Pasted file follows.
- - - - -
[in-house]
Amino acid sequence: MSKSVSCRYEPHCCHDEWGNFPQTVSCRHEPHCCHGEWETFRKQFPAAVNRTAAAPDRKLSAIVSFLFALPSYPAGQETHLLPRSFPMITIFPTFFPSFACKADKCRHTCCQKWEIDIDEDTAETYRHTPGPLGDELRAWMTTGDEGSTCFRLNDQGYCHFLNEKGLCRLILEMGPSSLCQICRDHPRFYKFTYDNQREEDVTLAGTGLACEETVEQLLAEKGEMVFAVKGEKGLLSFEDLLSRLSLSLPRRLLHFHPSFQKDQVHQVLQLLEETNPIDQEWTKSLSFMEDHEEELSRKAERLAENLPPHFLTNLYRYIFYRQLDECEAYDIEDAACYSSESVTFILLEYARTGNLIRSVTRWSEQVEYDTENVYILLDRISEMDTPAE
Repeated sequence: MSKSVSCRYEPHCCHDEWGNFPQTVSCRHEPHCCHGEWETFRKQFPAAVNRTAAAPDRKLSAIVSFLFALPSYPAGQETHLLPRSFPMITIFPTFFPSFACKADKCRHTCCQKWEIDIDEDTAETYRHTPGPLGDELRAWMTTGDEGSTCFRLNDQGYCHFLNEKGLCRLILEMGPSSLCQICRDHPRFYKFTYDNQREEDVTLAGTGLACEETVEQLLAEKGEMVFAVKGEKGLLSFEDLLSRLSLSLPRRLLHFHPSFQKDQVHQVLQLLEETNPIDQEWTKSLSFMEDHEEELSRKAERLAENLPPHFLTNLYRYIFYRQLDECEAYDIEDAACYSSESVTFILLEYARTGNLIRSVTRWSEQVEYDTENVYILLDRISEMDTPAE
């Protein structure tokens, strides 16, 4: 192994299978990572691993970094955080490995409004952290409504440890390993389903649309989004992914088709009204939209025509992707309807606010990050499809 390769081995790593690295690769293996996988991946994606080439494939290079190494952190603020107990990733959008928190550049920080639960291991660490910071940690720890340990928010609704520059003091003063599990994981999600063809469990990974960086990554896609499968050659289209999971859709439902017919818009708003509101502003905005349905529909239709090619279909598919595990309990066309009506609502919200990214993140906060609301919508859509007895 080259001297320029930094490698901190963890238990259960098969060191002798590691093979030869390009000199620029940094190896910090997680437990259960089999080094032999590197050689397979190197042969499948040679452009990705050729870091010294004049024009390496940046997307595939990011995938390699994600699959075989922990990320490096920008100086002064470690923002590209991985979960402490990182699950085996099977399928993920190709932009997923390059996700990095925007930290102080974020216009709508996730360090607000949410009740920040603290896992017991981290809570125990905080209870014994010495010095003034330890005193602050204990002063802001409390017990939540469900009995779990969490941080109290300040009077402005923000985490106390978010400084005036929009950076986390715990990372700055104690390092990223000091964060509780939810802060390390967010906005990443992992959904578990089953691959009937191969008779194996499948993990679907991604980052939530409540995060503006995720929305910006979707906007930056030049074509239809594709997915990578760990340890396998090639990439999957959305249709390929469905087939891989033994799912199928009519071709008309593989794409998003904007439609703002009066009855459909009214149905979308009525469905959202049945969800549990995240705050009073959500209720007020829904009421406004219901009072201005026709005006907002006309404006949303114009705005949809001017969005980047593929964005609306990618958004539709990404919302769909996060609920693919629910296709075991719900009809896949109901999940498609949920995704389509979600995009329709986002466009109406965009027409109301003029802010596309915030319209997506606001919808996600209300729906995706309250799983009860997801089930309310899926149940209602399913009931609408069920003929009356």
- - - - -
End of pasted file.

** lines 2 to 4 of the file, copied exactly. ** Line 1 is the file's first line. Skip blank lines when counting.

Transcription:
Amino acid sequence: MSKSVSCRYEPHCCHDEWGNFPQTVSCRHEPHCCHGEWETFRKQFPAAVNRTAAAPDRKLSAIVSFLFALPSYPAGQETHLLPRSFPMITIFPTFFPSFACKADKCRHTCCQKWEIDIDEDTAETYRHTPGPLGDELRAWMTTGDEGSTCFRLNDQGYCHFLNEKGLCRLILEMGPSSLCQICRDHPRFYKFTYDNQREEDVTLAGTGLACEETVEQLLAEKGEMVFAVKGEKGLLSFEDLLSRLSLSLPRRLLHFHPSFQKDQVHQVLQLLEETNPIDQEWTKSLSFMEDHEEELSRKAERLAENLPPHFLTNLYRYIFYRQLDECEAYDIEDAACYSSESVTFILLEYARTGNLIRSVTRWSEQVEYDTENVYILLDRISEMDTPAE
Repeated sequence: MSKSVSCRYEPHCCHDEWGNFPQTVSCRHEPHCCHGEWETFRKQFPAAVNRTAAAPDRKLSAIVSFLFALPSYPAGQETHLLPRSFPMITIFPTFFPSFACKADKCRHTCCQKWEIDIDEDTAETYRHTPGPLGDELRAWMTTGDEGSTCFRLNDQGYCHFLNEKGLCRLILEMGPSSLCQICRDHPRFYKFTYDNQREEDVTLAGTGLACEETVEQLLAEKGEMVFAVKGEKGLLSFEDLLSRLSLSLPRRLLHFHPSFQKDQVHQVLQLLEETNPIDQEWTKSLSFMEDHEEELSRKAERLAENLPPHFLTNLYRYIFYRQLDECEAYDIEDAACYSSESVTFILLEYARTGNLIRSVTRWSEQVEYDTENVYILLDRISEMDTPAE
């Protein structure tokens, strides 16, 4: 192994299978990572691993970094955080490995409004952290409504440890390993389903649309989004992914088709009204939209025509992707309807606010990050499809 390769081995790593690295690769293996996988991946994606080439494939290079190494952190603020107990990733959008928190550049920080639960291991660490910071940690720890340990928010609704520059003091003063599990994981999600063809469990990974960086990554896609499968050659289209999971859709439902017919818009708003509101502003905005349905529909239709090619279909598919595990309990066309009506609502919200990214993140906060609301919508859509007895 080259001297320029930094490698901190963890238990259960098969060191002798590691093979030869390009000199620029940094190896910090997680437990259960089999080094032999590197050689397979190197042969499948040679452009990705050729870091010294004049024009390496940046997307595939990011995938390699994600699959075989922990990320490096920008100086002064470690923002590209991985979960402490990182699950085996099977399928993920190709932009997923390059996700990095925007930290102080974020216009709508996730360090607000949410009740920040603290896992017991981290809570125990905080209870014994010495010095003034330890005193602050204990002063802001409390017990939540469900009995779990969490941080109290300040009077402005923000985490106390978010400084005036929009950076986390715990990372700055104690390092990223000091964060509780939810802060390390967010906005990443992992959904578990089953691959009937191969008779194996499948993990679907991604980052939530409540995060503006995720929305910006979707906007930056030049074509239809594709997915990578760990340890396998090639990439999957959305249709390929469905087939891989033994799912199928009519071709008309593989794409998003904007439609703002009066009855459909009214149905979308009525469905959202049945969800549990995240705050009073959500209720007020829904009421406004219901009072201005026709005006907002006309404006949303114009705005949809001017969005980047593929964005609306990618958004539709990404919302769909996060609920693919629910296709075991719900009809896949109901999940498609949920995704389509979600995009329709986002466009109406965009027409109301003029802010596309915030319209997506606001919808996600209300729906995706309250799983009860997801089930309310899926149940209602399913009931609408069920003929009356």